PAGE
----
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Healing Your Overspending Habit

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Financial Health related image Photo: Getty Images

Some people have issues with overspending, especially during the holiday season. No matter if your overspending is seasonal or a year round problem, it is important to figure out the driving force of the behavior. People shop for the image, to people-please, to gain love or approval, to fill a void that is not being met, and out of of pure habit or compulsion.

Meeting with a counselor, reading books, attending support groups (such as debtors anonymous), meditating and conducting authentic soul searching are crucial to get to the root of the problem. One of the important factors is to address the problem as soon as possible. The benefit of breaking the shopping and spending addiction pays great dividends both financially and emotionally.

Some tips to help heal your overspending habit:

1. Pay off last year’s debt before shopping for the next holiday season.
2. Make a list of the necessity items and how much you have to spend on them before you even go to the stores or shop on the internet.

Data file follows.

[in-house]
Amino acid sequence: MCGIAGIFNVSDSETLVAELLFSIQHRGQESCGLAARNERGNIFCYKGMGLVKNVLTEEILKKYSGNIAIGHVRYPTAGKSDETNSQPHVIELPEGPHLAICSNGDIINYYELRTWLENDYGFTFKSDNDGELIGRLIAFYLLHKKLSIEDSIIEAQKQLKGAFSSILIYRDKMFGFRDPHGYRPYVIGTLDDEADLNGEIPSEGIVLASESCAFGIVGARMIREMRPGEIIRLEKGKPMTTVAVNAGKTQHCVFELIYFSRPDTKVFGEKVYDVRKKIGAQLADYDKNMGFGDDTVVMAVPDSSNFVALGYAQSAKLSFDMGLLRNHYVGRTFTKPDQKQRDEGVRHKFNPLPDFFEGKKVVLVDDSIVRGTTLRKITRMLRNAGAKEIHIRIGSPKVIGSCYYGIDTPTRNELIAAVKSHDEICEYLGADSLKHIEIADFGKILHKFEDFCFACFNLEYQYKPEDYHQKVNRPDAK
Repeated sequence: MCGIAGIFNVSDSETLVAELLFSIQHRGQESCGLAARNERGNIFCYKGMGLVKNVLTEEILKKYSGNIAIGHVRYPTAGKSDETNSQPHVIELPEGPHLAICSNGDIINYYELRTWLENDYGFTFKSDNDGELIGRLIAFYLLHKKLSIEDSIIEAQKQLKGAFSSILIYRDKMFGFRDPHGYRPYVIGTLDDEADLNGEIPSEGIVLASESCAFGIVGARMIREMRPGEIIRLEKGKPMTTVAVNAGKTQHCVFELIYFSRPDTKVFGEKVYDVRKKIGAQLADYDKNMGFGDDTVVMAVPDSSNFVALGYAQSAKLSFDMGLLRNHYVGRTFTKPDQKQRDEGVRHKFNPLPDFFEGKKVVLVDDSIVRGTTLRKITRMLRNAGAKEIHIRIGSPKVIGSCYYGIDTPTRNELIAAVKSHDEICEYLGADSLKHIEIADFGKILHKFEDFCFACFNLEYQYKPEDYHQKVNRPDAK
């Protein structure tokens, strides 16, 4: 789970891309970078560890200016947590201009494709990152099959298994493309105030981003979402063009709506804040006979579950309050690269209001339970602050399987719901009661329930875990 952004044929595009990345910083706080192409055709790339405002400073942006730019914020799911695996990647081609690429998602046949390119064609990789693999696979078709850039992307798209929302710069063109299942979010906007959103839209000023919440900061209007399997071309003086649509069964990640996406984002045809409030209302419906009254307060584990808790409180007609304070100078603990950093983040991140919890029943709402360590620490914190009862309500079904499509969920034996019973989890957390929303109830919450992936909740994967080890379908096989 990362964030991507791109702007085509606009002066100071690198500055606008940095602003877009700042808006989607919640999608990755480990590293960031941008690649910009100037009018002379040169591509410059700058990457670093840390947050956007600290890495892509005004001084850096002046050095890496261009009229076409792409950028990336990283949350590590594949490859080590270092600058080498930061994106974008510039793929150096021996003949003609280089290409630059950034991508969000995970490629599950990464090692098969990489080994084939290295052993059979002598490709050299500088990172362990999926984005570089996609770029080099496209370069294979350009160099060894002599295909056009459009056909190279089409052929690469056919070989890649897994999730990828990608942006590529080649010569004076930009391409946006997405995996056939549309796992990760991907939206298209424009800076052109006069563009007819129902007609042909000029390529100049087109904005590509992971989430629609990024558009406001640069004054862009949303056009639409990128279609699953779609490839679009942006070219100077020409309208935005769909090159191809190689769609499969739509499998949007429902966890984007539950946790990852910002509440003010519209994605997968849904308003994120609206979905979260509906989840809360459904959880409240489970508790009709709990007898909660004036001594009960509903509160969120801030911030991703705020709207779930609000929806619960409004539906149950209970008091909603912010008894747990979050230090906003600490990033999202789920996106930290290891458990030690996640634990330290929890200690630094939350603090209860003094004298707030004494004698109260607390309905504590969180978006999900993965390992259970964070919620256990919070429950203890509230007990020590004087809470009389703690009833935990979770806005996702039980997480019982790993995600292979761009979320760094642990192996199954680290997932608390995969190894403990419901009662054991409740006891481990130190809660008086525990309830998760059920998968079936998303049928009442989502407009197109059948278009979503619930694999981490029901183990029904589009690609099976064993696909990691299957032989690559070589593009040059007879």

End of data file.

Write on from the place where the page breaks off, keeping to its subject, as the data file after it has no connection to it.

3. Set price limits with friends and family.
4. Make handmade gifts such as picture frames, photo calendars and jewelry.
5. Donate your time to a local charity that is meaningful to you.
6. Watch for sales, free shipping orders, free gift wrapping and coupons in flyers and newspapers.
7. Pay with cash, check, or debit card (or a low interest credit card as a last resort).

Also, keep in mind that you are not alone in this process. If you are already in debt, take an inventory of the damage and talk to a trusted family member, friend, or financial counselor about your concerns. Figure out a debt repayment plan if you can, then develop a budget for the months ahead and try your hardest to stick to it. In addition, do not feel embarrassed to ask for emotional or financial help if you are in so much trouble that you are having a hard time making ends meet. Although no one should enable an overspender, it is a good idea to find support if you are serious about taking control of your issue and breaking the cycle. This includes making serious changes to your habits. The process is not easy, but you can do it!

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We value and respect our HERWriters' experiences, but everyone is different. Many of our writers are speaking from personal experience, and what's worked for them may not work for you. Their articles are not a substitute for medical advice, although we hope you can gain knowledge from their insight.

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